The American Forage and Grassland Council (AFGC) is celebrating National Forage Week with the agricultural community June 19 to 25.
Slightly less than 2% of the total U.S. population lives on a farm, making it more difficult for the general public to relate to farming and the accompanying benefits and challenges. As the general public moves further away from its agrarian heritage and the rural lifestyle, AFGC strives to bring farming and forages into greater public awareness with National Forage Week, now in its second year of celebration.
“National Forage Week was first celebrated last year and was well received by the forage community as one might expect, but more importantly others outside of the forage community were made aware of the importance of forage,” said Chris Agee, AFGC president and forage agronomist with Pennington Seed. “AFGC’s goal is to increase awareness of forages and we’ve got a long way to go, but as AFGC and it’s state affiliate councils get the word out at the local level we’ll make progress.”
The National Forage Week campaign is designed to raise awareness and educate the public about the role of forages in dairy and meat consumption. Consumers are increasingly inquisitive and concerned about their food sources, and AFGC is positioning the organization to better understand consumer concerns and inform consumers about the role of forages and forage production.
“We often take forage crops for granted. We look at a beautiful pasture and see the grazing livestock and not the forage. The most impactful plants in the world are right under our feet,” said Gary Bates, director of the Beef and Forage Center at University of Tennessee and chairman of the AFGC National Forage Week committee. “Many people do not realize how much forage plants impact their lives. From meat and dairy all the way to ornamental grasses, forages touch most people’s lives in some fashion.”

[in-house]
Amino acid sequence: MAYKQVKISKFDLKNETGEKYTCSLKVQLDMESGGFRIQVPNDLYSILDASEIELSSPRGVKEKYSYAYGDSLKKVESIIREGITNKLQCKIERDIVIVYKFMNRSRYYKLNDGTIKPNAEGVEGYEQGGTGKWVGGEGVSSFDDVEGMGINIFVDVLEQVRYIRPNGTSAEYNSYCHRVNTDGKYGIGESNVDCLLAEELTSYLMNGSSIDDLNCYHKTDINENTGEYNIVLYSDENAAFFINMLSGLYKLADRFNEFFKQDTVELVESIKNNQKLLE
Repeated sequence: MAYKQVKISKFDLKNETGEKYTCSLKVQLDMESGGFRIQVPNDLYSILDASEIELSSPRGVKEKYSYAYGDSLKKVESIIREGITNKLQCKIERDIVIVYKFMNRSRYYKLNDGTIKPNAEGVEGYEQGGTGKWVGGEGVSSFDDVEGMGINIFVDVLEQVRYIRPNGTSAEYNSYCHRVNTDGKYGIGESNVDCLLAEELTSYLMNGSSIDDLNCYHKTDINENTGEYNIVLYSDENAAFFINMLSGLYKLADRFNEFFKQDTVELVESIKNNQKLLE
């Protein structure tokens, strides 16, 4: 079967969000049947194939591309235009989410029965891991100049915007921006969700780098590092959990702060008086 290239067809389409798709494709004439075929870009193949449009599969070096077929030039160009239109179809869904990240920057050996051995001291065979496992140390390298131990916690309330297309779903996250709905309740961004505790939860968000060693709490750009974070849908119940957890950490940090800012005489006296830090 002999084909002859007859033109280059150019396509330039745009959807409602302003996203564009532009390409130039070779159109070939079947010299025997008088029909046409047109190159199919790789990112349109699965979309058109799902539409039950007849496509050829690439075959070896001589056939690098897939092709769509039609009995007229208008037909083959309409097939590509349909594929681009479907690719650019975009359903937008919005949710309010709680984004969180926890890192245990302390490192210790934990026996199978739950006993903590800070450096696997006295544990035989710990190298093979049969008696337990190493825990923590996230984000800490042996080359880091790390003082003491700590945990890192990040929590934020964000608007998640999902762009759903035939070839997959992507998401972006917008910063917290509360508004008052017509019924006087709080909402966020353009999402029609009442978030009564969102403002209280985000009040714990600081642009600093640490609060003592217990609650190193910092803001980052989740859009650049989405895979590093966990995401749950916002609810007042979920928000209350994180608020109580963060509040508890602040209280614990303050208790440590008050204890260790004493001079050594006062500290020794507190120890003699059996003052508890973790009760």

In Ohio, forage week will be commemorated with a Crawford Soil & Water Conservation District will be hosting an evening pasture clinic on June 21, 2016 for area farmers and landowners interested in learning how to improve their grazing and pasture management skills. In addition, OSU Extension is hosting Hay Day at Belle Valley on June 23.
The National Forage Week promotion includes social media blitzes, photo fliers for local circulation, cameo videos, email blasts and press releases. Any interested groups or individuals wishing to engage in the promotion are encouraged to email AFGC at firstname.lastname@example.org to receive promotional links, shareable across several electronic formats.
The campaign is expected to grow each year to add additional coverage in farming publications and congressional designation, as forage touches everyone’s lives.
AFGC is asking for support at the local level from forage producers across the nation to help get the word out by putting up fliers in the local farm supply stores, sending press releases to hometown papers, arranging for a public service listings on local business reader boards and posting Facebook, Twitter or other social media posts. AFGC will be equipping each of their 22 state forage affiliates with promotional materials in addition to the national organization’s campaign. Promotional materials may be acquired by emailing: email@example.com.
To learn more about participation in National Forage Week go to afgc.org.